Sitting at my daughter's intro-to-hockey program tonight I found myself watching one of the coaches. She was standing in the middle of a face-off circle while two or three of the kids skated around the circle. She'd call one of their names and the kid would attempt to pass their puck to her while continuing to skate. Then she'd pass it back.
I mentioned it was an intro to hockey program, right? Suffice to say, the passes were less than accurate.
And her reaction? An honest-to-goodness smile. A laugh, even, but not a mean or mocking laugh. She looked like she was having the time of her life.
She's one of a half dozen or so instructors who work with the kids in this program and, like most, she's probably in high school. My kid's done programs through our city's recreation program since she was just a wee one, starting with parent-tot swimming lessons as an infant. At various times she's done every level of pre-school swimming, soccer (both indoor and outdoor), skating, dance, cheerleading and t-ball. She's done arts camps and gym camps too.
And the common thread? Every single one has been staffed primarily by teens and young adults. And they've all been great. Some have even been exceptional. None of them has been disappointing.
They engage the kids. They get down on the floor/ice/grass with them. They talk to them - not at them - and they sincerely listen to them, too. They learn their names and encourage them at every step. And my kid thrives because of it.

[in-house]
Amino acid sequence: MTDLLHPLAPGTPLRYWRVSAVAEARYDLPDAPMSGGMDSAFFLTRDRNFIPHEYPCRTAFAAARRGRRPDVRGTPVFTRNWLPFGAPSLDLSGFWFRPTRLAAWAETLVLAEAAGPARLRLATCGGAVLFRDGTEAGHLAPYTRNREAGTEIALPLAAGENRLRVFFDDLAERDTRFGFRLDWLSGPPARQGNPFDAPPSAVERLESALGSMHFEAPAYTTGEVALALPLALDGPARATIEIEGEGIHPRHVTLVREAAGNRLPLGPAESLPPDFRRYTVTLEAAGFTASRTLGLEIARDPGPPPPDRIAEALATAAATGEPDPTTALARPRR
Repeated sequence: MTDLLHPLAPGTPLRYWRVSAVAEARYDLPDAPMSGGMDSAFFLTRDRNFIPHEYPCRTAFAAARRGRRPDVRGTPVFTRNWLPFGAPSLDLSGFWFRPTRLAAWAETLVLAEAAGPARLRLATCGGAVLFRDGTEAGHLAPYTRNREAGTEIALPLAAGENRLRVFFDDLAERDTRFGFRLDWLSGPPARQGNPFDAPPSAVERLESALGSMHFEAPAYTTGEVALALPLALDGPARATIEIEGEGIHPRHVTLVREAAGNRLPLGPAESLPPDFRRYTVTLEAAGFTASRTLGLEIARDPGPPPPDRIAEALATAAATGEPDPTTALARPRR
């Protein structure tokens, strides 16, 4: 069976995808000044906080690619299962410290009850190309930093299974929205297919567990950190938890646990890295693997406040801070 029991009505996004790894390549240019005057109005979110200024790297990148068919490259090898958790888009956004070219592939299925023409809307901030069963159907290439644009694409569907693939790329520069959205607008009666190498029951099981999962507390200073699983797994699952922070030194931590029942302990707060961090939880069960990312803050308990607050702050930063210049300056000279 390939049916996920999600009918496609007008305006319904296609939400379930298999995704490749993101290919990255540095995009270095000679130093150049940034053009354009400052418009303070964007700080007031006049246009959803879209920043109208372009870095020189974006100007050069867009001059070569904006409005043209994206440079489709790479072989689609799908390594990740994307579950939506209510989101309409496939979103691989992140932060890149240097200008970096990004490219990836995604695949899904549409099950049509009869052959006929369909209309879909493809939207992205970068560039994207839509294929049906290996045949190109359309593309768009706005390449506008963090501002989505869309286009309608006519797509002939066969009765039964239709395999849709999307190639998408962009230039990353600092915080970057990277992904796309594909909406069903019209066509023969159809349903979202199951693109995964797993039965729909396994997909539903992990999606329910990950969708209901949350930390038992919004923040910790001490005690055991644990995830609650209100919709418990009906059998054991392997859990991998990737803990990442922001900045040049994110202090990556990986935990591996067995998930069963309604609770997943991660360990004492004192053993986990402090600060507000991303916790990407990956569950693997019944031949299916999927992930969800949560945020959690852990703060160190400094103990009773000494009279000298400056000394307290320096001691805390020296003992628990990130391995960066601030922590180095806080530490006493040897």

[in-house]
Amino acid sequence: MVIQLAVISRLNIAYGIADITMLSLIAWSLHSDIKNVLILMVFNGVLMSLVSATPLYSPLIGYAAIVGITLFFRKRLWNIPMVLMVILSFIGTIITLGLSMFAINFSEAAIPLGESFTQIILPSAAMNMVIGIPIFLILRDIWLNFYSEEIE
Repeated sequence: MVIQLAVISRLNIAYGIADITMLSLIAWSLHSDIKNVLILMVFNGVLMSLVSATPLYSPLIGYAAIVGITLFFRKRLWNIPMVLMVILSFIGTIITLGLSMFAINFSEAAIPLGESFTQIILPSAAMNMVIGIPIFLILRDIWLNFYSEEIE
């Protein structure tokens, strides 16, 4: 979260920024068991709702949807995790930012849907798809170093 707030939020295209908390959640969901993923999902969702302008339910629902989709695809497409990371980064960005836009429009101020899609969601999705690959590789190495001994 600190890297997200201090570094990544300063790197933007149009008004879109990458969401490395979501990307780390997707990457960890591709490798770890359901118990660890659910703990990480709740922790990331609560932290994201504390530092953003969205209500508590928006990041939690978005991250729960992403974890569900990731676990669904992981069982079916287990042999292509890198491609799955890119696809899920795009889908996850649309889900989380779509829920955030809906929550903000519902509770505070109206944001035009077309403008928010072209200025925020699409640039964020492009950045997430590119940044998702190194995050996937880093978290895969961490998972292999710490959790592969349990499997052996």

I'm sure every generation wrings their hands about "the kids" and how younger generations are lazy or selfish or what have you. But if the youth employed by my city's rec department are any indication? Things are going to be just fine.
So here's to the coaches, instructors and counsellors that truly love their work. My kid just might be another face in the crowd to you but the way you treat her makes an impact that will last a lifetime. Thanks for all you do.
In case you haven't heard, it's winter.
Winter is one of those things that's easy to hate. It's the Nickelback of seasons. It's got a great big target on its back - which it hurt shovelling the goddamned driveway for the third goddamned time this week, by the way. From frigid temperatures to mountains of snow and slush, winter isn't particularly popular among those who endure its wrath.
But not for me. I don't hate winter. I hate you.
Ok; that's a bit unfair. I mean, I don't hate all of you. Many of you are downright charming people, I've been told. But based on what I see day to day, I have to think I hate a fairly sizeable percentage of you.
Because winter itself isn't insufferable, people make it that way.
I'm talking to you, guy who shovels his driveway snow into the road instead of into his yard.
I'm talking to you, lady who tailgates on the highway during a snow storm.
I'm talking to you, guy who doesn't sweep off his car before driving to work, showering the people behind you with snow and ice.
I'm talking to you, lady who parks in the fire lane at the grocery store because it's "too cold" to walk across the parking lot.
I'm talking to you, lady who parks her car on the street directly across from someone else parked on the street, making the street all but impassable (the photo at the top of this article was posted by @OttawaFireFPO because apparently common sense alone isn't enough to prevent people from parking like that).